The county government learns they will receive $96.5 million to cover the county’s extra costs of dealing with the pandemic and its ripple effects from the federal government stimulus bill. Local cities, the county, and the state offer renter assistance, and a moratorium is put on evictions. 

In DeLand, Elusive Grape owner Bill Budzinski pours money and food into various charities, including The Neighborhood Center and the Spring Hill Resource Center. Budzinski would continue throughout the pandemic, donating thousands of meals through the summer and fall.

Elusive Grape owner Bill Budzinski takes from the grill some of the 240 hot dogs he prepared for the Spring Hill Community Resource Center.

The Beacon launches Shop Small Volusia and Volusia Eatabout, two online sites designed to connect people with local businesses.

The agriculture industry is among the businesses that see an increase in customers, as residents turn their eyes to home improvements and self-sufficiency. Nurseries and U-Pick farms report increases in sales.

Among the new self-sufficiency hobbies fueling interest in agriculture – raising egg-laying hens. 

An Earth Day time capsule, buried 25 years earlier at Thomas C. Kelly Administration Center in DeLand, is opened April 22. County officials refilled the capsule with items from today and reburied it for the next 25 years.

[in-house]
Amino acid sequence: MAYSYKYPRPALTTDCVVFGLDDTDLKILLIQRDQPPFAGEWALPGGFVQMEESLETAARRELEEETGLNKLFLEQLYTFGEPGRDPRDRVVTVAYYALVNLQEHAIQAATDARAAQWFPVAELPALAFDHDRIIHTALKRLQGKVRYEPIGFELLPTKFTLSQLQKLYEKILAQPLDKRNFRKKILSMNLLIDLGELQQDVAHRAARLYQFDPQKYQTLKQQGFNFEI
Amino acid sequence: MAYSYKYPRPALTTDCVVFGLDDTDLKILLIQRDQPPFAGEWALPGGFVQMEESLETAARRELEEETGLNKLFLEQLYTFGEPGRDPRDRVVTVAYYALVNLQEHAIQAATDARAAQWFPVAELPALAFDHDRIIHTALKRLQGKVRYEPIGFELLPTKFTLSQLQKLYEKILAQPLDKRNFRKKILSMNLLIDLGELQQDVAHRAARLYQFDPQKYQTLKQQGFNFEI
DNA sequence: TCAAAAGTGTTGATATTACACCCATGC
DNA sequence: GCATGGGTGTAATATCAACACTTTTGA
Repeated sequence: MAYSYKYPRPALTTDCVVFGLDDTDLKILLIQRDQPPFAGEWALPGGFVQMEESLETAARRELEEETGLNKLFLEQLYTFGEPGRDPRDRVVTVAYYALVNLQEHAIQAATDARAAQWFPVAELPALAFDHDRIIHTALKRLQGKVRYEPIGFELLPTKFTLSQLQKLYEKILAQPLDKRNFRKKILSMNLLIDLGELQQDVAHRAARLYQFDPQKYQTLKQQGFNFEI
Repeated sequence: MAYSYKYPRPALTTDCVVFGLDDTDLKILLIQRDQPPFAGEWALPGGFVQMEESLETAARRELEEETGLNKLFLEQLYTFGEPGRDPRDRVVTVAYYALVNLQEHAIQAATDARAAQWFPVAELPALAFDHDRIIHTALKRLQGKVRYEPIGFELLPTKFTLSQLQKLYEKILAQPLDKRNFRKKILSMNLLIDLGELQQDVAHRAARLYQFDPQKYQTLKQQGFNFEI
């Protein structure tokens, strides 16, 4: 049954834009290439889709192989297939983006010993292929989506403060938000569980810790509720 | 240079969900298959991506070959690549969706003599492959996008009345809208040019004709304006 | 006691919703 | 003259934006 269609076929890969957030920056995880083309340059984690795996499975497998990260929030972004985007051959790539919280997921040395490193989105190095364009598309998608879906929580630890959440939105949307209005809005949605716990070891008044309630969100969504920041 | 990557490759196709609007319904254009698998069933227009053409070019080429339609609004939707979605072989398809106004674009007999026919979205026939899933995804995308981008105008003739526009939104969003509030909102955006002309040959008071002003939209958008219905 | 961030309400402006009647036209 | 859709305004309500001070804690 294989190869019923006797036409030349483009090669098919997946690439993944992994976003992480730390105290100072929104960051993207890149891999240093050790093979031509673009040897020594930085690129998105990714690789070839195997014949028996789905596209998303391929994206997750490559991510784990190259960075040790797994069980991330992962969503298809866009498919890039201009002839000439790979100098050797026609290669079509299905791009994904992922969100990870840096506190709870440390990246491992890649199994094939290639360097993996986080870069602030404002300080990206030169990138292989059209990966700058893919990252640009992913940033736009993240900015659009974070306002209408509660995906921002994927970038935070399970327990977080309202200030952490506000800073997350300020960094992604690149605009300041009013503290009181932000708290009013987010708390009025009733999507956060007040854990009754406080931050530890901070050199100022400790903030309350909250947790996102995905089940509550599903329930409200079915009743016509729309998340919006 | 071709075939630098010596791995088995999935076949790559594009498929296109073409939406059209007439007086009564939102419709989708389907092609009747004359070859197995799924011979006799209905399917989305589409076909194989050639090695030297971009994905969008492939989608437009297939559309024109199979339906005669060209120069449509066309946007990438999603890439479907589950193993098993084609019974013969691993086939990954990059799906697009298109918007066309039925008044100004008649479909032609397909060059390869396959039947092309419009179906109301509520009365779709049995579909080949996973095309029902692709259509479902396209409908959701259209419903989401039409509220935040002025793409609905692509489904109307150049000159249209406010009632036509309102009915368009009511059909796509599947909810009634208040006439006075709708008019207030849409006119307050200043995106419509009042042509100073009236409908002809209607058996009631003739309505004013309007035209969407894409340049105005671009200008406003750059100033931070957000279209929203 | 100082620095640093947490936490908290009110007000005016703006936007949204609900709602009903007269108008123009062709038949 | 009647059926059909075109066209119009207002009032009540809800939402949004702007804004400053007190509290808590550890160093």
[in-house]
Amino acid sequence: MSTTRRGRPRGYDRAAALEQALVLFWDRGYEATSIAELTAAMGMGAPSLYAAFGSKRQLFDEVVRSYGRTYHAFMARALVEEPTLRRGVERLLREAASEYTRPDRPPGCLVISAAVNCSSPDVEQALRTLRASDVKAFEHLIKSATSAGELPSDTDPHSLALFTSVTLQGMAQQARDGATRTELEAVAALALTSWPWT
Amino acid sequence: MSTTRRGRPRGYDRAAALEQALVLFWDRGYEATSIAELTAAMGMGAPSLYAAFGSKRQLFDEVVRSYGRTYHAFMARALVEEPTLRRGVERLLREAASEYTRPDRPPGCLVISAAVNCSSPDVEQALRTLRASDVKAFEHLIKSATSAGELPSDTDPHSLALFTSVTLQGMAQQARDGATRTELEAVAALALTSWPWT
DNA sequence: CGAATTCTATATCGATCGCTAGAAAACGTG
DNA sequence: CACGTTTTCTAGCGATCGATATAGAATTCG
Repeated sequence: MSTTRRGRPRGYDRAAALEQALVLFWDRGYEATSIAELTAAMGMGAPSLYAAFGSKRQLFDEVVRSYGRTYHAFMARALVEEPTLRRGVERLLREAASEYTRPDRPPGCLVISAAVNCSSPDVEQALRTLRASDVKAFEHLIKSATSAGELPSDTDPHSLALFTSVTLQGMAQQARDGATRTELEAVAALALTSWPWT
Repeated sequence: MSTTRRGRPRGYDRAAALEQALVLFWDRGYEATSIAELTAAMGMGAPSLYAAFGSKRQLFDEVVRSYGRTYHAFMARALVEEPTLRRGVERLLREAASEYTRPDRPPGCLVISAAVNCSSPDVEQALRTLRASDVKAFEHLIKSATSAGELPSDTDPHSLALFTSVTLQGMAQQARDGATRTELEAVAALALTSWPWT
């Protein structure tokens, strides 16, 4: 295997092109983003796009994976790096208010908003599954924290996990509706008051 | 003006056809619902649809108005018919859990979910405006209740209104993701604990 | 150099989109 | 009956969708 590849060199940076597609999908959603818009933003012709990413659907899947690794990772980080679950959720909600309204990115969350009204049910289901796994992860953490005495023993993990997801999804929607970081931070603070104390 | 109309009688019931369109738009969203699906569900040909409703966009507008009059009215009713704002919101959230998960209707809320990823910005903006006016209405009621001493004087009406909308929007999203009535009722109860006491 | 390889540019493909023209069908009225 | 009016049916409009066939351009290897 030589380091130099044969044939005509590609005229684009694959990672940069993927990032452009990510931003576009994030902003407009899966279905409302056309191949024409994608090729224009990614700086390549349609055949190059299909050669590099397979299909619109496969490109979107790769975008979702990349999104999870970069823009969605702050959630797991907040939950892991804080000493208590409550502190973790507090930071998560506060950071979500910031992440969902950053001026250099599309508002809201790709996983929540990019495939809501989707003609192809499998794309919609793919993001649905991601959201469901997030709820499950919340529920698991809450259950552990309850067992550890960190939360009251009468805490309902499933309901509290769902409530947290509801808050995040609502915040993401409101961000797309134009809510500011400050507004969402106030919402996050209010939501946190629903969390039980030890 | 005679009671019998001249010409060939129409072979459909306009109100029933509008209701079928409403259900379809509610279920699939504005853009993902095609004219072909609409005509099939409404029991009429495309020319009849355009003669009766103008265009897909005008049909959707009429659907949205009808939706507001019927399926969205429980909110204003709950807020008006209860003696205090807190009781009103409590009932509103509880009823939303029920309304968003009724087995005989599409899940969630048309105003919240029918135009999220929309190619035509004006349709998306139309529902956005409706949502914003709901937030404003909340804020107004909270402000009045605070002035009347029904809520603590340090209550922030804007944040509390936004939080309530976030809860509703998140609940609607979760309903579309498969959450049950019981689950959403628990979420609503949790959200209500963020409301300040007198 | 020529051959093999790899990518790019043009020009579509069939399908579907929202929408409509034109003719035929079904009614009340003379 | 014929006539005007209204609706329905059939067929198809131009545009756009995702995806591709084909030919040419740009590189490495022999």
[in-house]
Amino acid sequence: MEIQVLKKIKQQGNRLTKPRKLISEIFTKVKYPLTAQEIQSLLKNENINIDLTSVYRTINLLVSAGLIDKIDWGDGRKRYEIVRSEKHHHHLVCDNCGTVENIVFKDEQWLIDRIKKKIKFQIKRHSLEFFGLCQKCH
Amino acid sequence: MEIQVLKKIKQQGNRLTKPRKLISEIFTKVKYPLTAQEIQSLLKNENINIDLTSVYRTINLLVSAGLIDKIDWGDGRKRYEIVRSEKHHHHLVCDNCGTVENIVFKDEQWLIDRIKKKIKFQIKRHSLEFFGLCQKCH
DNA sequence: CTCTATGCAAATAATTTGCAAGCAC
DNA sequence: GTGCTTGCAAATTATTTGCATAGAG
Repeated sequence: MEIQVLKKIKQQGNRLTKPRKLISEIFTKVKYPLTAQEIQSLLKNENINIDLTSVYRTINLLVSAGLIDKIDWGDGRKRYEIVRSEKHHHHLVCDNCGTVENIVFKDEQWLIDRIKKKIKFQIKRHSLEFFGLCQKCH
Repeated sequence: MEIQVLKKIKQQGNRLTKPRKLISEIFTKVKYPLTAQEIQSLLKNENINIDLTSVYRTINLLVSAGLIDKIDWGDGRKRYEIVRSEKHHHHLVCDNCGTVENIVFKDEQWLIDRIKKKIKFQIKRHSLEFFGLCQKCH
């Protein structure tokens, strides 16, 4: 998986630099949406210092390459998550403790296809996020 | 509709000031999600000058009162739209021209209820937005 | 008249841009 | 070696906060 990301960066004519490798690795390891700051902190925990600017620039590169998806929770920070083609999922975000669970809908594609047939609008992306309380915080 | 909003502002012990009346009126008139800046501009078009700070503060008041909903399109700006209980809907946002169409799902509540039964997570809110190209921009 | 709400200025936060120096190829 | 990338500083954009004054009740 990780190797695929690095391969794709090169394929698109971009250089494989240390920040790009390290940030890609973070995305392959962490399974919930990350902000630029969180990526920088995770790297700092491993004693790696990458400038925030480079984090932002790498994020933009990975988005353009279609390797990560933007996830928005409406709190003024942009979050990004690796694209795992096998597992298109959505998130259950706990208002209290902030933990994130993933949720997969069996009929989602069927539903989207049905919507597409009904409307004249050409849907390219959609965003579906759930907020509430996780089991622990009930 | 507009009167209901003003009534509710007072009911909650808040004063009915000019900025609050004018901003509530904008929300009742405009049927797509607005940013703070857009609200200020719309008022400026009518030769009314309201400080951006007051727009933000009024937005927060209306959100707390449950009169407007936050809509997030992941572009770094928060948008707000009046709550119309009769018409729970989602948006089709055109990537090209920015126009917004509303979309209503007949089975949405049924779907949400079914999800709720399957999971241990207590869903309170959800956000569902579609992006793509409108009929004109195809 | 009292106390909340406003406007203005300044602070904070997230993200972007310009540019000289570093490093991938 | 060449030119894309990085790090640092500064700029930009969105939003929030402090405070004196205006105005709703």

Volusia County Manager George Recktenwald holds up one of the items pulled from the 25-year-old time capsule.

Aldi, a popular German discount grocery chain, opens in DeLand. The company would later make plans and begin renovations on an existing building for a second location in the city later in the year.

May 

SunRail celebrates its sixth anniversary, but Volusia County officials worry about the cost of running the system. The county, along with Orange, Seminole and Osceola counties and the City of Orlando, is set to take ownership and control of the system May 1, 2021, unless the Florida Department of Transportation grants more time for the transition. 

Future events, like July Fourth celebrations, are canceled by cities, highlighting that COVID-19 would continue through the year despite hopes to the contrary. Instead, some cities, like Orange City, put their money toward community food drives.